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Review

Finch (2021)

There is not a single original beat in Finch. This does not mean that it is a bad movie, but it does mean that I spent much of the film less interested in consuming it as a piece of storytelling, and more interested in trying to figure out how many scenes, moments, and ideas were ripped directly from other movies I’ve seen.

“Hey, he made a big doofy robot who takes care of him. It’s Baymax from Big Hero 6!” “Big apocalypse that’s a metaphor for climate change with a junk collecting robot rolling around? Wall-E!” “Oh an ambush as he’s collecting supplies. That’s I Am Legend!” Etc.

And given that Tom Hanks stars, I was pulling in connections to his previous films, too. “Okay, he’s by himself, befriending inanimate objects, trying to survive a harsh environment. It’s Cast Away.” “Hanks playing with a dog? Turner and Hooch throwback!” “Now that the robot is talking, this is kind of a mismatched buddy comedy like Dragnet.” And so on.

I know it’s lazy criticism to just list off other movies as comparisons. But that’s just the kind of movie Finch is: so formulaic and pleasantly watchable that it’s unlikely to inspire anything but the most basic intellectual engagement.

That’s not to say it’s bad! In fact, if you’re going to tell a story this by-the-numbers, you could do a lot worse than casting Hanks in the lead. That alone raises both the floor and ceiling for how good this movie can be.

The film’s premise is that the world has suffered an apocalypse via a solar flare destroying the atmosphere, rendering the daytime uninhabitable due to extreme temperatures and UV poisoning. Finch (Hanks), a robotics engineer, wanders around with his dog, Goodyear, looking for scraps to survive.

Finch is dying of UV radiation poisoning (which I would consider a spoiler, except Hanks gets a nosebleed in the first ten minutes, so you know something bad is up), and wants Goodyear to have a guardian when he passes. So he builds a sentient humanoid robot named Jeff and teaches him the basics of his apocalyptic life in St. Louis.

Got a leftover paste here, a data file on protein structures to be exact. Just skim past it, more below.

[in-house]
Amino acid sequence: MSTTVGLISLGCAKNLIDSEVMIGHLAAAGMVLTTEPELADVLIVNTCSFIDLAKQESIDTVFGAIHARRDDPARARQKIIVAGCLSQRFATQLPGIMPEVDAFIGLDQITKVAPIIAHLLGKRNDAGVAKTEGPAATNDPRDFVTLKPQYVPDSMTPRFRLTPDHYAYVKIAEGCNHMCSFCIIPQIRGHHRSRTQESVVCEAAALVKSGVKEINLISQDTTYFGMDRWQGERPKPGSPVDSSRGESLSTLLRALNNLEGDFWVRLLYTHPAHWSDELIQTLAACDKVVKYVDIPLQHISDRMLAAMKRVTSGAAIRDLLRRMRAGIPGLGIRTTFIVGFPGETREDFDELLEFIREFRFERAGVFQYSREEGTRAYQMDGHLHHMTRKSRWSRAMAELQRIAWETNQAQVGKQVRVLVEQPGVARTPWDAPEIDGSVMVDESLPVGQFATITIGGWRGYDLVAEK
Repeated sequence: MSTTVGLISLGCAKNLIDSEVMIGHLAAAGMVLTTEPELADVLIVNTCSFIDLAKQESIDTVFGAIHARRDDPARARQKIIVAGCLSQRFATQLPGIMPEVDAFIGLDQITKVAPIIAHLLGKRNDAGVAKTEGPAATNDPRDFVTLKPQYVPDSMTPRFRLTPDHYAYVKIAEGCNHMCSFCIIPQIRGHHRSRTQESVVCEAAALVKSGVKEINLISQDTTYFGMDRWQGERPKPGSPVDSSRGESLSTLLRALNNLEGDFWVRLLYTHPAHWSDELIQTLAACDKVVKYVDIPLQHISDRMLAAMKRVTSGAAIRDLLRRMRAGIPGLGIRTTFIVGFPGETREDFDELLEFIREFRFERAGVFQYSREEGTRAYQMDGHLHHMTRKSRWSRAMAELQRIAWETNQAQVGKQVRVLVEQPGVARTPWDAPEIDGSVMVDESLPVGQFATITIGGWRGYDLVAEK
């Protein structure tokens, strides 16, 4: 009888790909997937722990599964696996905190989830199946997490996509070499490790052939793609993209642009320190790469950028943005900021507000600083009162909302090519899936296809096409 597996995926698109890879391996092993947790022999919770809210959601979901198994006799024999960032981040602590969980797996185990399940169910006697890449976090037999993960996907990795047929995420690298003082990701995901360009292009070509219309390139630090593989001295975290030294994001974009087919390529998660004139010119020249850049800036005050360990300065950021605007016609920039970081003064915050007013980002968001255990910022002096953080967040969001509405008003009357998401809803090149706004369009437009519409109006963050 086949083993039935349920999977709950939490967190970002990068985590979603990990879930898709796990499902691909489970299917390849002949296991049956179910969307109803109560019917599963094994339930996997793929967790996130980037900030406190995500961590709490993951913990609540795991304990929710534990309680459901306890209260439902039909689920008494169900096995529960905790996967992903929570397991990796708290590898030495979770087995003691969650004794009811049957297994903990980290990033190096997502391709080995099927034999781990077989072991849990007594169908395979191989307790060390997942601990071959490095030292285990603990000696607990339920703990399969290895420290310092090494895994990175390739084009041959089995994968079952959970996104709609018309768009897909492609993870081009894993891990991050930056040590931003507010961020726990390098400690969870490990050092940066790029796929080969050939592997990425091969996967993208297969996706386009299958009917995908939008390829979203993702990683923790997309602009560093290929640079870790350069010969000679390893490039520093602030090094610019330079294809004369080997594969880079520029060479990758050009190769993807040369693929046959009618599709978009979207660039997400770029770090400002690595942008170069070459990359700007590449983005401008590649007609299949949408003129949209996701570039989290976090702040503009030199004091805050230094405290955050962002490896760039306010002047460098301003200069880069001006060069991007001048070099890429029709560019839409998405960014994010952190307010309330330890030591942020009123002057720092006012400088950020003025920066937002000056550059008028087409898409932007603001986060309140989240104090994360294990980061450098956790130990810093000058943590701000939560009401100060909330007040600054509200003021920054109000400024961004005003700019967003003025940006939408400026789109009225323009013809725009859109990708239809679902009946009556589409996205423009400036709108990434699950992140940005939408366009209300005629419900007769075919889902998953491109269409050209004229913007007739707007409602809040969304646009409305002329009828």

Things get hairy when a super-storm threatens to destroy their HQ, so Finch and his dog and his robot head out for the west coast. Oh yeah, this is a road trip movie, too. Add Road to Perdition to the list.

Although this is grim stuff on the surface, Finch is surprisingly breezy. It’s jammed with needle drops and fun gags about Jeff learning the rules of the world with the innocence of a child (The Iron Giant: check). The movie is content to ride the wave of Hanks’ prodigious charm.

Finch saves its best material for its final act. And, if nothing else, I’ll give credit to Finch for refusing to pull any punches. (This is a dog movie, after all; you think no tears would be shed?) After almost 90 minutes of emotional detachment, I was a bit surprised to feel the gut punches on a few of the final twists.

Visually, the movie is perfectly competent. It’s got that professional digital video sheen to it where you know that it had at least a little budget. The highlight is Jeff the humanoid robot: I believe he’s 100% mo-cap CGI, but he fits seamlessly into the film universe.

My one nitpick on the film’s visual profile is that the color grading towards blues and oranges is a bit zealous; I got some early late 2000s/early 2010s vibes.

As much as I don’t have any strong opinions, positive or negative, about the generic and somewhat disposable Finch, I’m glad that Hanks is still taking a wide variety of roles for movies both big and small, commanding and elevating films just as much as he did during his imperial reign of the ‘90s and ‘00s. I just hope his next selection gives me more to think about than what movies it’s ripping off.

Is It Good?

Nearly Good (4/8)

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